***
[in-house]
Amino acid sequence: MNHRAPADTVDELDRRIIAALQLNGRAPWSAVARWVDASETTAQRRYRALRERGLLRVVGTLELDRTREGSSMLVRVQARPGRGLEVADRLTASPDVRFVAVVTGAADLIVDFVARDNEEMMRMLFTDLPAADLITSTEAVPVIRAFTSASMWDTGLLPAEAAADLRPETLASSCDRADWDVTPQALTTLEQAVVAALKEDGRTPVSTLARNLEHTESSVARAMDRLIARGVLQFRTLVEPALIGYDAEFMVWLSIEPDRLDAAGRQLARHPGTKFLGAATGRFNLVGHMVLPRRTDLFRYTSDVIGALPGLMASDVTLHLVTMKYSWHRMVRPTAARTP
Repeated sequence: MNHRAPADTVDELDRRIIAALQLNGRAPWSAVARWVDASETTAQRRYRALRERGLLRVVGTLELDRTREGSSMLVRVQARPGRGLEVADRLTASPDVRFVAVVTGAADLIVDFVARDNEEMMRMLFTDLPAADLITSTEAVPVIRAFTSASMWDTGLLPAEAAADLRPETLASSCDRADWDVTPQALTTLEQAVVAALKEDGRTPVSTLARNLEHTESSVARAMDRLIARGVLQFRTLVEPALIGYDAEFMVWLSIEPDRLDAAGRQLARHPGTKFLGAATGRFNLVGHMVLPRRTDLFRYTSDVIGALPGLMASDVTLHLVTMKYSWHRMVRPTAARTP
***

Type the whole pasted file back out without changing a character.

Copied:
[in-house]
Amino acid sequence: MNHRAPADTVDELDRRIIAALQLNGRAPWSAVARWVDASETTAQRRYRALRERGLLRVVGTLELDRTREGSSMLVRVQARPGRGLEVADRLTASPDVRFVAVVTGAADLIVDFVARDNEEMMRMLFTDLPAADLITSTEAVPVIRAFTSASMWDTGLLPAEAAADLRPETLASSCDRADWDVTPQALTTLEQAVVAALKEDGRTPVSTLARNLEHTESSVARAMDRLIARGVLQFRTLVEPALIGYDAEFMVWLSIEPDRLDAAGRQLARHPGTKFLGAATGRFNLVGHMVLPRRTDLFRYTSDVIGALPGLMASDVTLHLVTMKYSWHRMVRPTAARTP
Repeated sequence: MNHRAPADTVDELDRRIIAALQLNGRAPWSAVARWVDASETTAQRRYRALRERGLLRVVGTLELDRTREGSSMLVRVQARPGRGLEVADRLTASPDVRFVAVVTGAADLIVDFVARDNEEMMRMLFTDLPAADLITSTEAVPVIRAFTSASMWDTGLLPAEAAADLRPETLASSCDRADWDVTPQALTTLEQAVVAALKEDGRTPVSTLARNLEHTESSVARAMDRLIARGVLQFRTLVEPALIGYDAEFMVWLSIEPDRLDAAGRQLARHPGTKFLGAATGRFNLVGHMVLPRRTDLFRYTSDVIGALPGLMASDVTLHLVTMKYSWHRMVRPTAARTP